Time to decide which quangos can make the cut
THE NEW BREED OF QUANGOLIANS
IRELAND is said to have a special relationship with Newfoundland. Generations of Irish people migrated to the Canadian province to fish off its shores. Half of its population are said to descend from Irish settlers.
John Bruton was so struck by the Irish influence in Newfoundland that as Taoiseach he signed a memorandum of agreement to foster that special relationship with his Canadian counterpart.
Bertie Ahern went one further and dedicated a quango to the cause in 2001.
The Ireland Newfoundland Partnership was born in an era of Celtic Tiger excess, complete with a director, an advisory board of 10 made up of public servants and academics, and two civil servants seconded from the Taoiseach's office. The quango has done good work.
It has paid for scores of student exchanges with Newfoundland, awarded numerous research grants, helped organise an annual festival and set up a centre of Newfoundland studies in Waterford Institute of Technology.
It has also helped to foster business relations, supporting, for example, a development of 10 luxury holiday villas in Newfoundland by Irish investor Brian O'Reilly and a luxury hotel resort by FK Developments.
Its budget was modest enough.
In 2007 it spent €372,000, of which €203,732 went on salaries and overheads; €41,280 travel; and €19,270 on official functions and events. The remainder went on grants and bursaries. In 2008, it cut its spending back to €334,000.
The Ireland Newfoundland Partnership is typical of the quangos that multiplied into what the OECD called an "organisational zoo" during the Celtic Tiger madness. Well-meaning and worthy, but weren't there already agencies that could do the job?
Last year, An Bord Snip Nua, Colm McCarthy's report on trimming the public sector, said the quango should be abolished in the absence of any "significant economic rationale" for its existence, saving the taxpayer €300,000 a year.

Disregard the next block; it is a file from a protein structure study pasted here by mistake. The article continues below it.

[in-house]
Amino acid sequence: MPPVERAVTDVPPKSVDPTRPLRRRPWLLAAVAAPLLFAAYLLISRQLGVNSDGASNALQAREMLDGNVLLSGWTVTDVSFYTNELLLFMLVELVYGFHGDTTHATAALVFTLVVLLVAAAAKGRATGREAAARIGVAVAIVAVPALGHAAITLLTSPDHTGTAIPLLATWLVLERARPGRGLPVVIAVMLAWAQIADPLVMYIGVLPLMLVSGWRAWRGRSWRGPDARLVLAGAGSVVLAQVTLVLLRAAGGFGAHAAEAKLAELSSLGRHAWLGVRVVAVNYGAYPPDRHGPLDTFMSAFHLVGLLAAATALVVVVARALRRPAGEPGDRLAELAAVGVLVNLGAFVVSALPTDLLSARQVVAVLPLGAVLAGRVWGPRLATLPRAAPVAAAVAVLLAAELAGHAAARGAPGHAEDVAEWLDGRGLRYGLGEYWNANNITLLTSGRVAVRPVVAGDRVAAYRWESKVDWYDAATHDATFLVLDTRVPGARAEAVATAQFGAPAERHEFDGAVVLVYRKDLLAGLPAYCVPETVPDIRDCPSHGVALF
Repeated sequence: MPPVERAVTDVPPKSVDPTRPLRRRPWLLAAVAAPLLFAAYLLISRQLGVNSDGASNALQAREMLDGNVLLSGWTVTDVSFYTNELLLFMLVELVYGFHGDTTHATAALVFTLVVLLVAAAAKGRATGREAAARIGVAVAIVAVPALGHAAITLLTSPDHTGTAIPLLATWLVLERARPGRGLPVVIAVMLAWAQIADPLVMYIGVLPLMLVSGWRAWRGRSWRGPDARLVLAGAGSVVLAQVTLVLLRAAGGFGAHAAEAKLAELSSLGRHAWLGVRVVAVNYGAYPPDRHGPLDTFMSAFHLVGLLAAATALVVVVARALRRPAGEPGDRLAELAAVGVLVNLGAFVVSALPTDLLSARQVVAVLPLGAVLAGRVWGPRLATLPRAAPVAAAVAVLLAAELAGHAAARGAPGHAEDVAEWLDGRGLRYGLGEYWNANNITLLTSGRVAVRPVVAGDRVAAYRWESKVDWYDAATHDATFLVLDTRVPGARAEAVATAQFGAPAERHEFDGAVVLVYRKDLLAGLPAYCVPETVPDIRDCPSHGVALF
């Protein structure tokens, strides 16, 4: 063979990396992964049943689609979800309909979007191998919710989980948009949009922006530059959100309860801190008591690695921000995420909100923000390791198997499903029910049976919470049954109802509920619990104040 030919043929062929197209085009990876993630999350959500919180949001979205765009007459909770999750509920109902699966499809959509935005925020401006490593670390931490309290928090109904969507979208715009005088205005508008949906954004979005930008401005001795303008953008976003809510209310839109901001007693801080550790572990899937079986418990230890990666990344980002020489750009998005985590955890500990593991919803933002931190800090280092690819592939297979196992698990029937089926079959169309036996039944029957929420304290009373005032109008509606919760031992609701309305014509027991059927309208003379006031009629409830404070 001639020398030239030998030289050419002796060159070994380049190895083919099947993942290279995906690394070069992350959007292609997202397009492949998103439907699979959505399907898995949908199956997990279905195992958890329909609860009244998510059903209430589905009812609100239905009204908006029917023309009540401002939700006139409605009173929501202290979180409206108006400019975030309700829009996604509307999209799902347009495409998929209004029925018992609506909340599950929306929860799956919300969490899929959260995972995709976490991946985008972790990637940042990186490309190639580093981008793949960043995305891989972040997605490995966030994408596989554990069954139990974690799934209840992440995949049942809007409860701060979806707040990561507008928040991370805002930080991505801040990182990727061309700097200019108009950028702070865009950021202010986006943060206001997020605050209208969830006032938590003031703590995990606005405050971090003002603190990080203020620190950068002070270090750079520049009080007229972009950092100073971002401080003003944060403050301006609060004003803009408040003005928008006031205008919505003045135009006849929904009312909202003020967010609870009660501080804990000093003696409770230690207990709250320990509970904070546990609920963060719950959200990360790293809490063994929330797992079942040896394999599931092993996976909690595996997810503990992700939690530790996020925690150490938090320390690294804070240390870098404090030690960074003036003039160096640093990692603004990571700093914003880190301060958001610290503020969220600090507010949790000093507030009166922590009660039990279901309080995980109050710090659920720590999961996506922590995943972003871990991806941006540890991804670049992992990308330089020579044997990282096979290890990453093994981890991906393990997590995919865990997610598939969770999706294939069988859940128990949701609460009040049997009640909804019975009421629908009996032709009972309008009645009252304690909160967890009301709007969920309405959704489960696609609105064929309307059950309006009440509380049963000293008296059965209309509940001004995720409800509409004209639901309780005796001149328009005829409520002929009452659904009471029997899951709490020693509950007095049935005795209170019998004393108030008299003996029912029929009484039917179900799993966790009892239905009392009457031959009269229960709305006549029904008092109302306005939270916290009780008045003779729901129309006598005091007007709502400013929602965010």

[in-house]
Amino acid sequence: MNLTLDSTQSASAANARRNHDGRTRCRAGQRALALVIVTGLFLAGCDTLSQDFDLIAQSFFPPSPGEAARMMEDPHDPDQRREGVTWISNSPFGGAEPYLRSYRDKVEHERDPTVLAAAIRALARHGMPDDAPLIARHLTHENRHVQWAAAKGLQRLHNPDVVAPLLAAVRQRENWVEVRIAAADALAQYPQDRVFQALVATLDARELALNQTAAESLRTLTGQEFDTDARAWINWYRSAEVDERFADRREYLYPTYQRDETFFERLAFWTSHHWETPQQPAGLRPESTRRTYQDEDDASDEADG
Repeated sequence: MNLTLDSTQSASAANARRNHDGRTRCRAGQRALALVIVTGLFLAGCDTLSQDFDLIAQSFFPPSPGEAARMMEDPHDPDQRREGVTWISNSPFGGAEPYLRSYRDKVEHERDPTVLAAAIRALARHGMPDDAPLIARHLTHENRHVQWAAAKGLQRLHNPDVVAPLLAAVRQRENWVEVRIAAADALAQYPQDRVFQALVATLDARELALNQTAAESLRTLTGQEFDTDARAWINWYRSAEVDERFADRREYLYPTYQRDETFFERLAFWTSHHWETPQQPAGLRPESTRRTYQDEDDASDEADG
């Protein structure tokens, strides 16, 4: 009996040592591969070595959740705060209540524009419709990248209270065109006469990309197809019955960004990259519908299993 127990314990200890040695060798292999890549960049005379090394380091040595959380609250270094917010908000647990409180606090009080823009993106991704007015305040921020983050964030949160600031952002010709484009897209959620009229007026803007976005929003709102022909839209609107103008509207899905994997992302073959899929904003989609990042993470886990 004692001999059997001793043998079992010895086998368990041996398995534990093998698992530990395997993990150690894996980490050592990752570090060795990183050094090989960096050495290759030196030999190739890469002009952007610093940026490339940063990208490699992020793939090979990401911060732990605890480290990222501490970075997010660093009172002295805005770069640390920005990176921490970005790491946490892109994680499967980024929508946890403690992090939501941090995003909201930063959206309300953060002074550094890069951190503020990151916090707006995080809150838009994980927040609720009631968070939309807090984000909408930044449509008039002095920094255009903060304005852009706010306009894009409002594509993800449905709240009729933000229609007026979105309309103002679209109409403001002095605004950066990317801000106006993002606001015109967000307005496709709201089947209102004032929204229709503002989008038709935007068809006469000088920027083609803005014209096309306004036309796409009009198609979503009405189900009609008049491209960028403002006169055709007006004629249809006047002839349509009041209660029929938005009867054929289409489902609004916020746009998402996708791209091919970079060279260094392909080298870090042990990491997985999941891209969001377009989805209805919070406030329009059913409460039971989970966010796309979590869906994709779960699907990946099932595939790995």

The Ireland Newfoundland Partnership clings on, albeit with its budget slashed to €40,000, stripped of a director and its work subsumed into the Taoiseach's office. But there are hundreds of other agencies that the country can no longer afford but which inexplicably and expensively limp on.
In July last year, An Bord Snip called for 43 quangos to be cut or rationalised, saving the taxpayer €170m in the process.
Along with the Newfoundland Partnership, An Bord Snip singled out the Dormant Accounts Board for abolition. The board effectively acts as watchdog in the disbursement to good causes of unclaimed money languishing in bank accounts and insurance policies. The 10-member board meet 10 times a year to provide "independent advice" and to act as a "critical appraiser".
The most recent accounts show that the board members were paid €79,498 in fees and €8,208 in expenses in 2008.
The rest of the board's €199,907 budget went on a €41,000 contract that runs for three years to a consultant who advises the board; €39,000 in fees paid to Goodbody consultants; and €3,887 paid to Q4 public relations, the firm co-founded by the former Fianna Fail general secretary Martin Mackin and government press secretary Jackie Gallagher.
The Department of Community, Rural and Gaeltacht Affairs said this weekend that the board will be abolished but it has not said when.
Then there is Grangegorman Development Agency, which was launched in 2006 to develop a super campus for Dublin Institute of Technology colleges. McCarthy called on the Government to cut funding to the agency, saving €1.5m a year. But it too is still here, spending taxpayers' money on tenders for building projects. Although Education Minister Batt O'Keeffe is preparing a memo for Government on its future, his department has shown no appetite to see it go.
There is little disagreement that at least some of the quasi- autonomous non-governmental organisations should go. It's been more than a year since Finance Minister Brian Lenihan announced the abolition or amalgamation of 41 State agencies in his Budget speech in 2008. Despite pronouncements more than a year ago, the cull is proving protracted.
The Department of Finance has now revised its figures to 30 agencies targeted for closure, of which 16 have either shut or merged, or are in the process of doing so.
The cuts will save the taxpayer €10m. The National Crime Council was one of the first quangos to go.
The Combat Poverty Agency was subsumed into the Department of Social Welfare. The Adult National Learning Council and the Centre for Early Childhood Development have also gone.
Last week, Mr O'Keeffe added another to the list -- the National University of Ireland, which will be wound down gradually over the next year or two, saving the state €1.3m. Curiously, the NUI does not feature on the Department of Finance's hit list of agencies for the chop.